Was eliminating Saddam necessary? Probably,  but I do not think it was the right course of action to take. We eliminated the lesser of two evils, it seems. Sometimes the devil you know is better than the one you don’t, I’m not sure how we thought this would somehow be different, that after we toppled Saddam the entire country would forget about centuries old grudges and ethnic ties. You cannot impose a western mentality on a country like Iraq, where loyalty lies more to ones tribe than it does to a unified concept of a country. How could we expect them to see that we were the right ones when all those young children saw was the devastation brought by American bombs and American soldiers?

So, while I was right, I take no joy in it. American citizens are once again going to spill their blood in a foreign country. In retrospect, it is kind of absurd. Today, people who were just children when the Iraq war began are getting ready to pick up the fight. Over ten years have passed since we invaded Iraq in what was a conflict that was supposed to end in just a month — a fact that seems almost like a joke eleven years down the line, when an entirely new generation of Americans are going to be dying for a war that was started by their fathers.

When Herbert Hoover said “Older men declare war. But it is the youth that must fight and die.” I don’t think he ever predicted that it would come to a situation like this. On one side, we have the disillusioned youth of Iraq and Syria who watched their country torn to shreds by foreign interests who picked up the flag of rebellion and religious extremism versus the children of the conquerors. Much as the conflict in Palestine continues to breed new generations of religious zealots, I have no doubt that the continued conflict in Iraq will continue to create new generations of Jihadists.

As of this moment, the war against ISIS costs $300,000 an hour to fight and that is before we actually deploy any sort of real manpower. We all knew from the beginning that this war was going to be one we could not win with air power alone, and anyone else who thought otherwise I would call hopelessly optimistic. There is still hope, though. Write your congressmen, tell them you are opposed to another ground war in Iraq. It might work, but I doubt it — America has already made their vote when they elected warhawks, I only hope that they made the right one.

Speaking of voting, it isn’t even like a majority of American’s voted the Republicans in on principal. The truth of the matter is that the country only had a 36% voter turnout, the worst this country has had in nearly 72 years. That is the problem with our country, it isn’t that we cannot make the right decisions just that we no longer care enough to try. To those of you who believe your political apathy does not hurt the country, I can only shake my head at you and sigh. You do yourself and your country a great disservice when you do not vote — it is by majority that these people are supposed to be elected, not by 36%. So, maybe we won’t actually end up with another war in Iraq, because at this point I’m hoping that I’m wrong.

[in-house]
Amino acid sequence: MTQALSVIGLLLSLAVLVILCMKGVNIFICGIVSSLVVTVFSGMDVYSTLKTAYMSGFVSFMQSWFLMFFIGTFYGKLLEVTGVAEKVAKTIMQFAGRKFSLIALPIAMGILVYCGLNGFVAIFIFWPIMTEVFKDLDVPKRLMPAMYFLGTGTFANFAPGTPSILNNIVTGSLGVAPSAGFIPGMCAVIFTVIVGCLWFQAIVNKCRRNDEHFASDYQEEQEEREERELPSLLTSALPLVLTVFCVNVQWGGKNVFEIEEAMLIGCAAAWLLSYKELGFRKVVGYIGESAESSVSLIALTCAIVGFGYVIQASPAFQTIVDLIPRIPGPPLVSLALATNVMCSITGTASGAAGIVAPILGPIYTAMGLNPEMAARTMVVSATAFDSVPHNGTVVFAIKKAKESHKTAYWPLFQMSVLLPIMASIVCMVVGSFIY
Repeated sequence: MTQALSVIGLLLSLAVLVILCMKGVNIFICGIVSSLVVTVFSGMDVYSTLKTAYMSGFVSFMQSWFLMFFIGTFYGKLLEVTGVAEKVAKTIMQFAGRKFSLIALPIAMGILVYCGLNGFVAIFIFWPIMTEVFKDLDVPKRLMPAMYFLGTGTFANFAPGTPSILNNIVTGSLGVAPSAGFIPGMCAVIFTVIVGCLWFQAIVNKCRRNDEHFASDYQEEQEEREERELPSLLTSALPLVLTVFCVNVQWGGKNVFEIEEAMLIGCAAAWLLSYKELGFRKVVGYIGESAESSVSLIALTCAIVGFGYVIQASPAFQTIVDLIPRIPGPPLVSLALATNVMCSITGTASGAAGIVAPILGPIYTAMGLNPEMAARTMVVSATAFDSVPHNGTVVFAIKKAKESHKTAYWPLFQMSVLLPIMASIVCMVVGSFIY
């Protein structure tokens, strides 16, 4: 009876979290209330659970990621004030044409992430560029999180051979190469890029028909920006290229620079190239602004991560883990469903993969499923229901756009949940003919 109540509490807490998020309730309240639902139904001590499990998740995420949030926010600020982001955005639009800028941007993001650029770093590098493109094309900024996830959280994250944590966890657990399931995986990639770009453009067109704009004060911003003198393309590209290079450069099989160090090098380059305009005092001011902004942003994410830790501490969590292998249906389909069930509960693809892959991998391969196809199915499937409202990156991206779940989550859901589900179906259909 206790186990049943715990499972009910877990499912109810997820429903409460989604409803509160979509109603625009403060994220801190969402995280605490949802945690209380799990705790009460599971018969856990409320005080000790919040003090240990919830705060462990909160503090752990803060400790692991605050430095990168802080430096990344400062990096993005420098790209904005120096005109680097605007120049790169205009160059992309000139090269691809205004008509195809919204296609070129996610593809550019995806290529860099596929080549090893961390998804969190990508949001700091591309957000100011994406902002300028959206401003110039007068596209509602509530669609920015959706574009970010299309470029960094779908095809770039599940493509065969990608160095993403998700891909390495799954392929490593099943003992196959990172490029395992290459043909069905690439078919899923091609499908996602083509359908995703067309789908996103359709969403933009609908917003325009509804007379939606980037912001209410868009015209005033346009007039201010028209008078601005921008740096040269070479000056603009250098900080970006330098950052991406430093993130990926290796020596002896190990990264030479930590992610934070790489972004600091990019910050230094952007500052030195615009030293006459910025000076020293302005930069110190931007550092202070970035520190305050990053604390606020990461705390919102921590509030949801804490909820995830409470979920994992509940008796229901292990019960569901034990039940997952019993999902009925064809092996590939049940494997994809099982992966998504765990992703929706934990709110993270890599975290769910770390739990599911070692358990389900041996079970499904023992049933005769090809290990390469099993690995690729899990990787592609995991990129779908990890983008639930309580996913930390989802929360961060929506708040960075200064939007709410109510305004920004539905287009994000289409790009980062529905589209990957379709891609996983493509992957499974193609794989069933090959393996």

– The Revanchist



Si vis pacem, para bellum. An ancient saying which, for those of you unaware, translates to “If you want peace, prepare for war” and unfortunately, it seems that war is once again starting to rear its ugly head. To be frank, we’ve never really gotten a break from war. With the conflicts in Afghanistan and Iraq finally drawing to a close after so many years and so many deaths it seems that American’s are willing to once more send our troops unto the breach.

How so? Well, conflict in Iraq is revving up with the addition of a Syrian problem that President Obama had desired to end before it began (only to be shut down by popular opinion, Russia, and the Republicans) and now it is his fault that ISIS spawned out of it. To be fair, there wasn’t alot he could do though he did seem like he was ready and willing to pull the trigger at one point. Of course, Russia has proven to be a most hilarious and belligerent member of the world community with their recent foray into Ukrainian politics in a most uninvited manner.

So what changed? Well, you can probably start preparing for the inevitability of boots on the ground because the War Hawks are in power and their mouths are salivating with glee. I find it most humorous that when the POTUS was willing to act on Syria, the American public was almost entirely against it but now that ISIS has appeared as a direct result of the Syrian conflict and American’s have died because of it the public finds themselves upset that the POTUS did not do more to stop it. What did you want him to do? He wanted to intervene in Syria and you all sent him a clear message that you didn’t want it — he acted upon the will of the people at the time and because of that we now have the fustercluck of the century brewing on our hands. So, what is he to do now? Send troops in? Probably.

While I remain a firm moderate, something more happened this election day than just the republicans winning. No, American Exceptionalists saw a greater victory this election than anyone else. What are American Exceptionalists? Well, they are known by many names but primarily they are the War Hawk Neocons of the Republican Party such as good old John McCain. These are the same people with so much campaign money tied up in defense industry lobbyists that they can want nothing more than war. They will achieve their goals, hell, it’s almost inevitable at this point. John McCain who is expected to become the next chairman of the senate armed forces committee has already expressed his desire to send weapons to the embattled Ukrainian government as well as to look into broadening the war against ISIS.